March 30, 2022
The Sisters of Charity Foundation of Cleveland board of directors recently approved the first installment of quarterly grants in 2022 totaling $417,200.
Below, find details and more information about these awards.
1Q 2022 Grants: Ending Homelessness Program
The Sisters of Charity Foundation of Cleveland continues a steadfast commitment to ending homelessness in Cuyahoga County through collaboration and evidence-based approaches. Investments in this area represent one of the foundation’s longest-standing funding priorities, dating back to the Affordable Housing Initiative in 1998.
With the foundation’s sustained commitment and leadership, our community has demonstrated that effective collaboration and coordination can end homelessness. The most compelling proof point of this has been the 80% reduction in the rate of chronic homelessness across Cuyahoga County since 2006. Focused on individuals with the longest histories of homelessness and severe and persistent disability, the Housing First initiative has created more than 800 units of permanent supportive housing (PSH) in our community.
We believe that we can end homelessness in our community. Yet, given the complexity of homelessness, we know that no single organization has all the expertise, resources, or ability to create and implement solutions on its own.
As a result, the foundation has focused its efforts in homelessness on building and sustaining effective collaborations through investment in an intermediary – or backbone agency. Beyond grant support, the foundation remains deeply engaged in the work and identifies opportunities to leverage technical assistance and other capacity building to strengthen the collaboration.
With this in mind, SOCF has awarded $100,000 to Enterprise Community Partners to continue to lead the Housing First initiative, and $140,000 to the YWCA Greater Cleveland for its continued role in hosting A Place 4 Me, a diverse public-private collaboration to prevent and end homelessness among young people (ages 14-24), particularly those with histories of foster care.
Through AP4M’s work and advocacy, our community has come face-to-face with the reality that young people experiencing the trauma and crisis of homelessness require unique and tailored approaches that are not currently available within our system of care. There is growing momentum and will to create a youth drop-in center
in Cleveland. The youth drop-in center is intended to be a lifeline and critical mechanism for reaching and supporting young people who are navigating homelessness and housing instability all on their own and sometimes with young children in tow.
This quarter, SOCF grants $85,000 to Lutheran Metropolitan Ministry, the operator for the youth drop-in center, in partnership with AP4M.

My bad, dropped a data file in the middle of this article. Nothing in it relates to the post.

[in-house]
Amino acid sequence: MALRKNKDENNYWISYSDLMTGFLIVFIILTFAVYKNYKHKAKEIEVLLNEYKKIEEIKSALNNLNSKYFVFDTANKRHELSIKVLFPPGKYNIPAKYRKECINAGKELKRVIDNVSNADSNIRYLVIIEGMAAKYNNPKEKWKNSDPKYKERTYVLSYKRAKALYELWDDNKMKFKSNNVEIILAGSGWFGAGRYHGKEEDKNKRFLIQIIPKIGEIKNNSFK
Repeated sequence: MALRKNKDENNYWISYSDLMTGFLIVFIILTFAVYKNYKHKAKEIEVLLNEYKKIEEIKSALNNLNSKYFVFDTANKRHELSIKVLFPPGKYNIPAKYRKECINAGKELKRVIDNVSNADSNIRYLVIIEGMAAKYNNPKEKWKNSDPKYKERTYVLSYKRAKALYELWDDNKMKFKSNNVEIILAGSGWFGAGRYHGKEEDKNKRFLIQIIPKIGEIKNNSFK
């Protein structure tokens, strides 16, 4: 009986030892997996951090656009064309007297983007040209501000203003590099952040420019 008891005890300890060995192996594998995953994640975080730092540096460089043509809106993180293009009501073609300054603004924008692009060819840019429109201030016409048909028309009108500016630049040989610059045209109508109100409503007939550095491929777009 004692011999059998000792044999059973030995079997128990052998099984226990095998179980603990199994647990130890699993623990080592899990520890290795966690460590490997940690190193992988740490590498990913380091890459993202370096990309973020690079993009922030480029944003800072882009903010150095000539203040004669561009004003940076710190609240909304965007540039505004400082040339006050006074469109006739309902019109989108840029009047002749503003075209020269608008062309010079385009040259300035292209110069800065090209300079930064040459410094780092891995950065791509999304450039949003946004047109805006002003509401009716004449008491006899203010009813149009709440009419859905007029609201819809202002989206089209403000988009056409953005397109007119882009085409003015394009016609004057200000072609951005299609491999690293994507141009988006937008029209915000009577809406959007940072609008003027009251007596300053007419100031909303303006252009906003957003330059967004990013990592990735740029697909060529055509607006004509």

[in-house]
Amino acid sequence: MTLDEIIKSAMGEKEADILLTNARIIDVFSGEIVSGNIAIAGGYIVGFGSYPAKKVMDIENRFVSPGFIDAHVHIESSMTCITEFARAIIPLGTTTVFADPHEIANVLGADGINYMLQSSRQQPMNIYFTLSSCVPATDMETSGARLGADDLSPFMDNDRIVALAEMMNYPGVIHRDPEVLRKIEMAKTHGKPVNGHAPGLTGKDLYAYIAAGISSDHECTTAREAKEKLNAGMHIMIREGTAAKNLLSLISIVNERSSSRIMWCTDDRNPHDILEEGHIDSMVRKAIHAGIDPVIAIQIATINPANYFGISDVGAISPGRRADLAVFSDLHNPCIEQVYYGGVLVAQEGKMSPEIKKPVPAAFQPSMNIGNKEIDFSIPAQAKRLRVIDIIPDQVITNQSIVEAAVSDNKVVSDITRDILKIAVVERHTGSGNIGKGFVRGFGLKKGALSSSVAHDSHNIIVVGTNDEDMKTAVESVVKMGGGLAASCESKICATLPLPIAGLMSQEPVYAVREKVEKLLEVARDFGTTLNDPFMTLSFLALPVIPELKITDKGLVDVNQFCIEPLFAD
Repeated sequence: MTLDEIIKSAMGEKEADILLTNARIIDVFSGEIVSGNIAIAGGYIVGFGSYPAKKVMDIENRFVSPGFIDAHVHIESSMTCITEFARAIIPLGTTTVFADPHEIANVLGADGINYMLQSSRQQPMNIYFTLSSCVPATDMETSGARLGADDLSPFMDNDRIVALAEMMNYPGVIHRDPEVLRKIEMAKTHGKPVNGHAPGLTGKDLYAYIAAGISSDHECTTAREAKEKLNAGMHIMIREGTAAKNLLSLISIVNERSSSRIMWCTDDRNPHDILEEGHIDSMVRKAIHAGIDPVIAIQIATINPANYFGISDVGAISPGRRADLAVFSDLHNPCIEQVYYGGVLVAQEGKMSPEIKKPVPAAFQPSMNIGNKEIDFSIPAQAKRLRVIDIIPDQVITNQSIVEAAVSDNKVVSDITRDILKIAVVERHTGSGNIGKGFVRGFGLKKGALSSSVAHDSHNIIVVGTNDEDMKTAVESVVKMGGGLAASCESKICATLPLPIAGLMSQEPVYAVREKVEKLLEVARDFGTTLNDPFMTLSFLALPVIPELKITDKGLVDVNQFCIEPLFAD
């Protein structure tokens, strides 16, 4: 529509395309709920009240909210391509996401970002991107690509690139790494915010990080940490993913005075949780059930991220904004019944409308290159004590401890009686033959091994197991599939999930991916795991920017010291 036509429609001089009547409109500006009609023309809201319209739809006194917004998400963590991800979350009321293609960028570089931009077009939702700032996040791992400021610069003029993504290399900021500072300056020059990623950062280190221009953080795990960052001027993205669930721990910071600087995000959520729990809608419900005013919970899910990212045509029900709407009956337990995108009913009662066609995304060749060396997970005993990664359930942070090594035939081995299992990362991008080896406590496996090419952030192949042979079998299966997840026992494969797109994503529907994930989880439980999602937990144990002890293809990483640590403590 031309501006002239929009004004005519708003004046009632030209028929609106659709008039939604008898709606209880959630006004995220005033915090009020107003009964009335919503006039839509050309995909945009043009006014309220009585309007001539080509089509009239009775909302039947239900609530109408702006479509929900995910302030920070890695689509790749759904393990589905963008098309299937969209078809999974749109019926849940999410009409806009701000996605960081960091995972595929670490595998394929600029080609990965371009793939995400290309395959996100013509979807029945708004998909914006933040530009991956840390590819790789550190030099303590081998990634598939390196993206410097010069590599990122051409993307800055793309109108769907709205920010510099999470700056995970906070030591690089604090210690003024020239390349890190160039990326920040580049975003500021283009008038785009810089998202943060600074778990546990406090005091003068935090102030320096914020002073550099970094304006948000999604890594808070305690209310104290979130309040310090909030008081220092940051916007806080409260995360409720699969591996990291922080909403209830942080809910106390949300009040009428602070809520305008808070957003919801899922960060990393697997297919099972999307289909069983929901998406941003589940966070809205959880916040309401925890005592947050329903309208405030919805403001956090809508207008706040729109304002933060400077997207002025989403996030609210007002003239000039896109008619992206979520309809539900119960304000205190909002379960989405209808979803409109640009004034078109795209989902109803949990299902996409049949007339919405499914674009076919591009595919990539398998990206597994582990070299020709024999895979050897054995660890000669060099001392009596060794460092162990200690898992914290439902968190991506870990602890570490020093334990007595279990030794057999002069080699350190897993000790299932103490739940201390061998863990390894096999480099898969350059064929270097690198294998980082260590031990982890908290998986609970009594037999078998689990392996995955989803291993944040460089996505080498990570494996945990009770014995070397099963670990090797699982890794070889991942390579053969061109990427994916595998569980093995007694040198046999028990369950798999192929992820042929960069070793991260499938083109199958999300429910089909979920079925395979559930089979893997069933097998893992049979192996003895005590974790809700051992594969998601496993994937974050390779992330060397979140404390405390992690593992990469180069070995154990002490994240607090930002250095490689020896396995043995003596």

Our work to end homelessness locally is influenced by state and federal policy and strengthened by partnerships with national organizations and funders engaged in similar efforts across the country. As such, we awarded a $40,000 grant to Funders Together to End Homelessness, a national network of funders committed to elevating their voices to end homelessness and advancing racial and housing justice.
1Q 2022 Grants: Catholic Sisters Program
Since the foundation’s inception, the Catholic sisters program has supported direct service work of sisters, increased awareness of their example of servant leadership, promoted collaboration among congregations of women religious, built capacity of sister-founded and sister-led ministries, and fostered relationships between sisters and lay partners.
Through a funding partnership with the Conrad N. Hilton Foundation, the Sisters of Charity Foundation of Cleveland launched Generative Spirit in 2016. The initiative is focused on forming the next generation of lay people who understand and follow the model of Catholic sisters to become leaders in service and ministry for our cities, country, and the world.
In support of this goal, SOCF Cleveland has awarded the Sisters of Notre Dame of the United States $42,200 to coordinate and develop a video project with other congregations in Northeast Ohio that highlights the reflections of sisters on their ministries and commitment to mission. The goal of this project is to provide a resource to keep alive the mission and spirit of congregations of vowed women religious in Northeast Ohio as congregations become smaller and more lay people are charged with carrying on their mission.
1Q 2022 Grants: Partnerships in Health
Enterprise Community Partners received $50,000 from SOCF Cleveland to support its role as intermediary of the Lead Safe Cleveland Coalition. The coalition was formed in 2018, representing a public-private solution to prevent lead poisoning in Cleveland. Lead-based paint and leaded dust are the primary causes of lead poisoning in Ohio. In Cleveland, more than 90% of the housing stock was built before 1978, when residential lead-based paint was outlawed. In 2019, Cleveland City Council passed legislation requiring all rental units to have a Lead Safe Certificate beginning in March 2021.